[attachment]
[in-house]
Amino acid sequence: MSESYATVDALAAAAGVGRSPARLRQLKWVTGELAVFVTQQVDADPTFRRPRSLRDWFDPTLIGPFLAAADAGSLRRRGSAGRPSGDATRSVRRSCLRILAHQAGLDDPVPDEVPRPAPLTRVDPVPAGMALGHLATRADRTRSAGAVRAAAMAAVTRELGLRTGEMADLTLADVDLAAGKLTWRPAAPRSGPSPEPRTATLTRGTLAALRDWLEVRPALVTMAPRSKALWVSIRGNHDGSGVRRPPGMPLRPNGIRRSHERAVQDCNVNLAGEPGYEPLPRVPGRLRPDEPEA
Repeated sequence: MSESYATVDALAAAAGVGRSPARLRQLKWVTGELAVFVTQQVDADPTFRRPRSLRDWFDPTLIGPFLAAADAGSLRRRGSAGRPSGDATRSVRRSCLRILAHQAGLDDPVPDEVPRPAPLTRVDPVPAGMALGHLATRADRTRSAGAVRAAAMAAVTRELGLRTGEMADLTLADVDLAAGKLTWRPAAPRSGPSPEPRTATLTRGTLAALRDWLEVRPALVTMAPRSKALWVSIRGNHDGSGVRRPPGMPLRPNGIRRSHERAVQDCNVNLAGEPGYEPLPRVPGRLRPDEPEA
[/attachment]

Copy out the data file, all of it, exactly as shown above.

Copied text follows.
[in-house]
Amino acid sequence: MSESYATVDALAAAAGVGRSPARLRQLKWVTGELAVFVTQQVDADPTFRRPRSLRDWFDPTLIGPFLAAADAGSLRRRGSAGRPSGDATRSVRRSCLRILAHQAGLDDPVPDEVPRPAPLTRVDPVPAGMALGHLATRADRTRSAGAVRAAAMAAVTRELGLRTGEMADLTLADVDLAAGKLTWRPAAPRSGPSPEPRTATLTRGTLAALRDWLEVRPALVTMAPRSKALWVSIRGNHDGSGVRRPPGMPLRPNGIRRSHERAVQDCNVNLAGEPGYEPLPRVPGRLRPDEPEA
Repeated sequence: MSESYATVDALAAAAGVGRSPARLRQLKWVTGELAVFVTQQVDADPTFRRPRSLRDWFDPTLIGPFLAAADAGSLRRRGSAGRPSGDATRSVRRSCLRILAHQAGLDDPVPDEVPRPAPLTRVDPVPAGMALGHLATRADRTRSAGAVRAAAMAAVTRELGLRTGEMADLTLADVDLAAGKLTWRPAAPRSGPSPEPRTATLTRGTLAALRDWLEVRPALVTMAPRSKALWVSIRGNHDGSGVRRPPGMPLRPNGIRRSHERAVQDCNVNLAGEPGYEPLPRVPGRLRPDEPEA